A note of caution when reading this blog – Like the majority of my generation I have occasionally taken a swing at tennis on the Wii and have dabbled in ‘Pokémon’, however I do not think anyone would call me a video game player.

The stereotype of an avid video-gamer is a nerd. Take for example characters in ‘The Big Bang Theory’ or ‘Spaced’. However this stereotype, while seemingly big enough to catch media attention, does not hold true in all cases. The popular videogame ‘World of Warcraft’ involves online quests where players are required to interact and collaborate with other players, and the way the players form these relationships will impact their success in the game. In addition, unlike a school classroom with a limited number of people, failure to make friends the first time does not stop you trying again with other people. Developing social interactions online requires similar skills to those that occur in real life, and as we have all been taught since birth: Practice makes perfect.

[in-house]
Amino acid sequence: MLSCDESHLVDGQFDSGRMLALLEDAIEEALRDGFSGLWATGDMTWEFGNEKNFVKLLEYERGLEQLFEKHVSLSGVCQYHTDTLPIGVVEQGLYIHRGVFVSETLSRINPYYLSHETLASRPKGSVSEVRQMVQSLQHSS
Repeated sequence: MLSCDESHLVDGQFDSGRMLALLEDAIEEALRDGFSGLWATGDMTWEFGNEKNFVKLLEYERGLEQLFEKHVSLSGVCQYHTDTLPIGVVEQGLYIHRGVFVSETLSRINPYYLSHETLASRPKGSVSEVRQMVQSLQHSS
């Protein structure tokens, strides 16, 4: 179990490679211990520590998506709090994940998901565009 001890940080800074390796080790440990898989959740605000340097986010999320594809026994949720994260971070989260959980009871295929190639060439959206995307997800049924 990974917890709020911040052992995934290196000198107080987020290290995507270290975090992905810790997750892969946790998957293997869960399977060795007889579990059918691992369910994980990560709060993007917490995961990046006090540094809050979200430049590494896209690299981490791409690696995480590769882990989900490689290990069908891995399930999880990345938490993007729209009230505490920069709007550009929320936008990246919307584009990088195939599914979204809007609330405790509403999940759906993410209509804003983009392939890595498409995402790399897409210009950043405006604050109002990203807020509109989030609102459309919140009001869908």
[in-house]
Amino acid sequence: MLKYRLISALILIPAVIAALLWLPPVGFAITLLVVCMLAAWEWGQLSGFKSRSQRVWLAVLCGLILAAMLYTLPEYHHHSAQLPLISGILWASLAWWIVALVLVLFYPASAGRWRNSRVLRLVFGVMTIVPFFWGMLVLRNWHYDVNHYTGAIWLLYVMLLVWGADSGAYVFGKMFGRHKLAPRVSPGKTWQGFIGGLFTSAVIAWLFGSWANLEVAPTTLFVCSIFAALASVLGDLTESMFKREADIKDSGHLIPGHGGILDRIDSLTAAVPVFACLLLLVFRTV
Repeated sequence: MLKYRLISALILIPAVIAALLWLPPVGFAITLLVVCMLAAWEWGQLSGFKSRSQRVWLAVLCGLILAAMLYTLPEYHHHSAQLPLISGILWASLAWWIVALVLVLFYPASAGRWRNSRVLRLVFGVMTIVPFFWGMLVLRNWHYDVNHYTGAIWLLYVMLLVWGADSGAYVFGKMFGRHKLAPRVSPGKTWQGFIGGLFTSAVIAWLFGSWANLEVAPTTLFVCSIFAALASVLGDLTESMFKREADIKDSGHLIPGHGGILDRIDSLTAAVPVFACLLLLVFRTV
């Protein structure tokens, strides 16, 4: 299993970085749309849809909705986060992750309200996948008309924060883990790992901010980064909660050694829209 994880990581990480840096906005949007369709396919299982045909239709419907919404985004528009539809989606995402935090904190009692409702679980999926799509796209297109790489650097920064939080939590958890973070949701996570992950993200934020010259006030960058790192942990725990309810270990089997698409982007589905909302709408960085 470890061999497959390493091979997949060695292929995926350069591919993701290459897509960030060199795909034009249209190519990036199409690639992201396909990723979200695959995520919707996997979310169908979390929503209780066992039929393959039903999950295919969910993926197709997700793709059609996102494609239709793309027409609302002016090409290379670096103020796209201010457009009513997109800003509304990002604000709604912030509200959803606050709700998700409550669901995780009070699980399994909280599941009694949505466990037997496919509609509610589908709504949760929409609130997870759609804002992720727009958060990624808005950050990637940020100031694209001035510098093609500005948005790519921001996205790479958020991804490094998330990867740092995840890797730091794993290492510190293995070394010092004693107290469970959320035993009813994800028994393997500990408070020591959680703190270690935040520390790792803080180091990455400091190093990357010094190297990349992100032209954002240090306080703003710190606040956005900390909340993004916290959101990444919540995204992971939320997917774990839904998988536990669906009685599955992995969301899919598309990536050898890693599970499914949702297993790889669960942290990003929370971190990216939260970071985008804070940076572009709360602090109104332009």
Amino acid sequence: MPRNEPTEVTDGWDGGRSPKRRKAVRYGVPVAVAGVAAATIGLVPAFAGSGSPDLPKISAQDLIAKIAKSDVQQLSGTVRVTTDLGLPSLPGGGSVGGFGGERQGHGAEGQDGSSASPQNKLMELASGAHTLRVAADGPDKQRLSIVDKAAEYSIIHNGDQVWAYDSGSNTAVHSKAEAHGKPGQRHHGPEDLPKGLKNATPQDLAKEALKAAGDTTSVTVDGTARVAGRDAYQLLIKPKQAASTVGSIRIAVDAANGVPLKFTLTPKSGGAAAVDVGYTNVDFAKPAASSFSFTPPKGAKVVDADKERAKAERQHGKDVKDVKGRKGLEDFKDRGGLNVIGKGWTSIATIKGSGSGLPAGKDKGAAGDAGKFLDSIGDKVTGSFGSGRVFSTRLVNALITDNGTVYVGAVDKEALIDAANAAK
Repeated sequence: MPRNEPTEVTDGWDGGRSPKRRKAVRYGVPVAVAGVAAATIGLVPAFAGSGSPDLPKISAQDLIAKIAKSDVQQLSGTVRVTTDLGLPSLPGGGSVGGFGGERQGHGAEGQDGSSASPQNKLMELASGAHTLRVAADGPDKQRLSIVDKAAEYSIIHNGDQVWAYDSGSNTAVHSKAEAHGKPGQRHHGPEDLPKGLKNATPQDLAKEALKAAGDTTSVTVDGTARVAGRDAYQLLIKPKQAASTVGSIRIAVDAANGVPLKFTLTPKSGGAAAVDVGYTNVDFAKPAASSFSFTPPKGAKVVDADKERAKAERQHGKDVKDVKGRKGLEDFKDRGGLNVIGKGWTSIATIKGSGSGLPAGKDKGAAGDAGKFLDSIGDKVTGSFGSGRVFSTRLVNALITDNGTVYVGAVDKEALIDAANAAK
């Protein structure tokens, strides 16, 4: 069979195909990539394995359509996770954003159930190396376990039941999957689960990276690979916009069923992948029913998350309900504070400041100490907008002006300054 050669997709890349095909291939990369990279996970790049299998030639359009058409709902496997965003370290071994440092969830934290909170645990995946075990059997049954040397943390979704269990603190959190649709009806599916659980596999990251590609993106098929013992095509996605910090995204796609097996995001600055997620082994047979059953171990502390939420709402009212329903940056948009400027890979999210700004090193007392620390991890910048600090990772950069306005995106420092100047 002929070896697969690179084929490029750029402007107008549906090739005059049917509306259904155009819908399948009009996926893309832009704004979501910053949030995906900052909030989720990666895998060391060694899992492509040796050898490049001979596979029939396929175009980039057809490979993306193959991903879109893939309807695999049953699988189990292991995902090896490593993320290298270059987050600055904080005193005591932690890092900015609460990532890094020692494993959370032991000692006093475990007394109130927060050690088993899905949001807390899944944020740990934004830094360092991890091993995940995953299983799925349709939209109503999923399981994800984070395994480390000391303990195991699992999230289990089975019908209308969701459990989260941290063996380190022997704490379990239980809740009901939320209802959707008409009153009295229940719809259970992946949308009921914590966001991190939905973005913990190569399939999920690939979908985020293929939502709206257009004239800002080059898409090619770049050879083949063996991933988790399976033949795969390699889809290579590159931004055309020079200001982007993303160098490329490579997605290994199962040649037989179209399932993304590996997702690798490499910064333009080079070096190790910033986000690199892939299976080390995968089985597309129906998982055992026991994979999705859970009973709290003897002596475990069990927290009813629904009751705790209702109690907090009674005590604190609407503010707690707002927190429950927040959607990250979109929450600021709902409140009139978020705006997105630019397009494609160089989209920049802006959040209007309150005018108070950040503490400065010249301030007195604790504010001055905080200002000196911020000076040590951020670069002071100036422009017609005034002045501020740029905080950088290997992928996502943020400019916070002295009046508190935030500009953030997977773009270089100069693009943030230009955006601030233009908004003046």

Increasing social skills in the population is obviously beneficial for population health, both for those who suffer from specific issues such as anxiety and as we all know having no friends can be lonely and therefore have a detrimental impact on our mental health.